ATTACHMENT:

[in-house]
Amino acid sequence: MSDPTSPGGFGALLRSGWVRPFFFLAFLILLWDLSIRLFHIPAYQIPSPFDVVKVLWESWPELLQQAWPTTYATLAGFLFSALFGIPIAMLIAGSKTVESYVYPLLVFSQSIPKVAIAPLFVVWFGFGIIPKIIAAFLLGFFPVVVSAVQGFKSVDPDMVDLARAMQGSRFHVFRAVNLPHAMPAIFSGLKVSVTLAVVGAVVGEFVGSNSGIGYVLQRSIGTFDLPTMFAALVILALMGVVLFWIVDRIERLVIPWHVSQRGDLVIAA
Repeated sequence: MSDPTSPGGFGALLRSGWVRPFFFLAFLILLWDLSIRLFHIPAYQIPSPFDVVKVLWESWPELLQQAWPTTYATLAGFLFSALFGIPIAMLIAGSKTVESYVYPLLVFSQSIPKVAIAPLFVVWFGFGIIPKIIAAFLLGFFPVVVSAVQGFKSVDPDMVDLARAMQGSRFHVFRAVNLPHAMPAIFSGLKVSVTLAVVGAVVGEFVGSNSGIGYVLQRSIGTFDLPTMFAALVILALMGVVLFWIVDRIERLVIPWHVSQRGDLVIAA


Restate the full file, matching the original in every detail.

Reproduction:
[in-house]
Amino acid sequence: MSDPTSPGGFGALLRSGWVRPFFFLAFLILLWDLSIRLFHIPAYQIPSPFDVVKVLWESWPELLQQAWPTTYATLAGFLFSALFGIPIAMLIAGSKTVESYVYPLLVFSQSIPKVAIAPLFVVWFGFGIIPKIIAAFLLGFFPVVVSAVQGFKSVDPDMVDLARAMQGSRFHVFRAVNLPHAMPAIFSGLKVSVTLAVVGAVVGEFVGSNSGIGYVLQRSIGTFDLPTMFAALVILALMGVVLFWIVDRIERLVIPWHVSQRGDLVIAA
Repeated sequence: MSDPTSPGGFGALLRSGWVRPFFFLAFLILLWDLSIRLFHIPAYQIPSPFDVVKVLWESWPELLQQAWPTTYATLAGFLFSALFGIPIAMLIAGSKTVESYVYPLLVFSQSIPKVAIAPLFVVWFGFGIIPKIIAAFLLGFFPVVVSAVQGFKSVDPDMVDLARAMQGSRFHVFRAVNLPHAMPAIFSGLKVSVTLAVVGAVVGEFVGSNSGIGYVLQRSIGTFDLPTMFAALVILALMGVVLFWIVDRIERLVIPWHVSQRGDLVIAA